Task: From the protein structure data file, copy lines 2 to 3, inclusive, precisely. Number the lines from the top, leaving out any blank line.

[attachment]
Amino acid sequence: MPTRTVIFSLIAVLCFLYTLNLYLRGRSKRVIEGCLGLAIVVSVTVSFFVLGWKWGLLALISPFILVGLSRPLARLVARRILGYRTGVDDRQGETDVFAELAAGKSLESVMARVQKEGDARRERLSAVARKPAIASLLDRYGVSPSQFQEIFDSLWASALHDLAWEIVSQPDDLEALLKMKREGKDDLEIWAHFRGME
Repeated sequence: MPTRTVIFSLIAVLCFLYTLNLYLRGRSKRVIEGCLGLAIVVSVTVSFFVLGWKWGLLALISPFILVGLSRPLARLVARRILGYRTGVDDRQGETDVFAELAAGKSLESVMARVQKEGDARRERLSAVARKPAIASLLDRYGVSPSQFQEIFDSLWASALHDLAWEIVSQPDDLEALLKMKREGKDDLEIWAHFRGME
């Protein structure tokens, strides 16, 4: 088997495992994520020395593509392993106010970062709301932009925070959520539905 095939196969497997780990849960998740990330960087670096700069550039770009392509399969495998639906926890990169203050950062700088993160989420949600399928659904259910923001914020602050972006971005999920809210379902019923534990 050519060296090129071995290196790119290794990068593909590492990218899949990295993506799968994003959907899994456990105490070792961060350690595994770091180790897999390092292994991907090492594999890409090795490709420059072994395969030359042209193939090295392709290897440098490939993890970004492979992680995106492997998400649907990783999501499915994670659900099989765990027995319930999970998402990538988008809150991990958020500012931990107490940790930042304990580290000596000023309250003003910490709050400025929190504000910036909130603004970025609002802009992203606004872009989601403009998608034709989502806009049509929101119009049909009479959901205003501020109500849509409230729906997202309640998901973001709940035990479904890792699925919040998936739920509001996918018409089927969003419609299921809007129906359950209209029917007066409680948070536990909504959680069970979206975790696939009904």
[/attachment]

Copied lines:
Repeated sequence: MPTRTVIFSLIAVLCFLYTLNLYLRGRSKRVIEGCLGLAIVVSVTVSFFVLGWKWGLLALISPFILVGLSRPLARLVARRILGYRTGVDDRQGETDVFAELAAGKSLESVMARVQKEGDARRERLSAVARKPAIASLLDRYGVSPSQFQEIFDSLWASALHDLAWEIVSQPDDLEALLKMKREGKDDLEIWAHFRGME
């Protein structure tokens, strides 16, 4: 088997495992994520020395593509392993106010970062709301932009925070959520539905 095939196969497997780990849960998740990330960087670096700069550039770009392509399969495998639906926890990169203050950062700088993160989420949600399928659904259910923001914020602050972006971005999920809210379902019923534990 050519060296090129071995290196790119290794990068593909590492990218899949990295993506799968994003959907899994456990105490070792961060350690595994770091180790897999390092292994991907090492594999890409090795490709420059072994395969030359042209193939090295392709290897440098490939993890970004492979992680995106492997998400649907990783999501499915994670659900099989765990027995319930999970998402990538988008809150991990958020500012931990107490940790930042304990580290000596000023309250003003910490709050400025929190504000910036909130603004970025609002802009992203606004872009989601403009998608034709989502806009049509929101119009049909009479959901205003501020109500849509409230729906997202309640998901973001709940035990479904890792699925919040998936739920509001996918018409089927969003419609299921809007129906359950209209029917007066409680948070536990909504959680069970979206975790696939009904």